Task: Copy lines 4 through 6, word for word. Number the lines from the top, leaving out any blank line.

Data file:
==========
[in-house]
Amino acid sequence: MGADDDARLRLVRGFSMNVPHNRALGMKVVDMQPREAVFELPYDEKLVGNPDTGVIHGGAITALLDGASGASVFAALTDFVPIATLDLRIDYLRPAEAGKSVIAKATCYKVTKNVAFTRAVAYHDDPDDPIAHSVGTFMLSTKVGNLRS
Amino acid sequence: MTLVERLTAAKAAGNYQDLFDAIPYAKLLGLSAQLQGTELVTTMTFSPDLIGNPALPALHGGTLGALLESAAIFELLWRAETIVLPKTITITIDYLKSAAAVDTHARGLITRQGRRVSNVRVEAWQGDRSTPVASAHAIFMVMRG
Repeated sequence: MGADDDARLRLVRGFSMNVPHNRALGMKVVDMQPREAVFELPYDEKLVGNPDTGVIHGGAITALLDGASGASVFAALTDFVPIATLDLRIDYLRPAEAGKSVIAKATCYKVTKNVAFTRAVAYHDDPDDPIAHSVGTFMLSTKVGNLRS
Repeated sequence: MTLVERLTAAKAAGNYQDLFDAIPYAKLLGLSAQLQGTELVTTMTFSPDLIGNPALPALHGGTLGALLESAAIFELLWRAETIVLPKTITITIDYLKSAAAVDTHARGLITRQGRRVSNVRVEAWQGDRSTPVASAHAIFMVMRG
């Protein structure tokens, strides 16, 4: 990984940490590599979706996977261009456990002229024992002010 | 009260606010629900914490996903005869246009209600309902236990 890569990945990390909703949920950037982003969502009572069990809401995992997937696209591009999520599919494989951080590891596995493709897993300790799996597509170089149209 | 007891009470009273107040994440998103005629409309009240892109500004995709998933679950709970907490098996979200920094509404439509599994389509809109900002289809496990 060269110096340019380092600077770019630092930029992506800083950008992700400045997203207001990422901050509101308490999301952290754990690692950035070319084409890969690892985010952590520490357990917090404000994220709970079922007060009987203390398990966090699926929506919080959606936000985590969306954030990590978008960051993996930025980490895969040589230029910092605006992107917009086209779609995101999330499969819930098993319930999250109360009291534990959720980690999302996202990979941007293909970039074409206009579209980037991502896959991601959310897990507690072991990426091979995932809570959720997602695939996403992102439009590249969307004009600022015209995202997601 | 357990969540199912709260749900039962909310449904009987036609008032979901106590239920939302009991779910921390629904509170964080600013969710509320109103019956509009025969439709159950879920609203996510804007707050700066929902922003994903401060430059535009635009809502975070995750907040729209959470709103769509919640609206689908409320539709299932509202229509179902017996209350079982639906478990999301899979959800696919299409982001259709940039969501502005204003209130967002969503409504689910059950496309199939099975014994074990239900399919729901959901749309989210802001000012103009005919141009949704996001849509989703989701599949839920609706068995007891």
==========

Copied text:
Repeated sequence: MGADDDARLRLVRGFSMNVPHNRALGMKVVDMQPREAVFELPYDEKLVGNPDTGVIHGGAITALLDGASGASVFAALTDFVPIATLDLRIDYLRPAEAGKSVIAKATCYKVTKNVAFTRAVAYHDDPDDPIAHSVGTFMLSTKVGNLRS
Repeated sequence: MTLVERLTAAKAAGNYQDLFDAIPYAKLLGLSAQLQGTELVTTMTFSPDLIGNPALPALHGGTLGALLESAAIFELLWRAETIVLPKTITITIDYLKSAAAVDTHARGLITRQGRRVSNVRVEAWQGDRSTPVASAHAIFMVMRG
């Protein structure tokens, strides 16, 4: 990984940490590599979706996977261009456990002229024992002010 | 009260606010629900914490996903005869246009209600309902236990 890569990945990390909703949920950037982003969502009572069990809401995992997937696209591009999520599919494989951080590891596995493709897993300790799996597509170089149209 | 007891009470009273107040994440998103005629409309009240892109500004995709998933679950709970907490098996979200920094509404439509599994389509809109900002289809496990 060269110096340019380092600077770019630092930029992506800083950008992700400045997203207001990422901050509101308490999301952290754990690692950035070319084409890969690892985010952590520490357990917090404000994220709970079922007060009987203390398990966090699926929506919080959606936000985590969306954030990590978008960051993996930025980490895969040589230029910092605006992107917009086209779609995101999330499969819930098993319930999250109360009291534990959720980690999302996202990979941007293909970039074409206009579209980037991502896959991601959310897990507690072991990426091979995932809570959720997602695939996403992102439009590249969307004009600022015209995202997601 | 357990969540199912709260749900039962909310449904009987036609008032979901106590239920939302009991779910921390629904509170964080600013969710509320109103019956509009025969439709159950879920609203996510804007707050700066929902922003994903401060430059535009635009809502975070995750907040729209959470709103769509919640609206689908409320539709299932509202229509179902017996209350079982639906478990999301899979959800696919299409982001259709940039969501502005204003209130967002969503409504689910059950496309199939099975014994074990239900399919729901959901749309989210802001000012103009005919141009949704996001849509989703989701599949839920609706068995007891």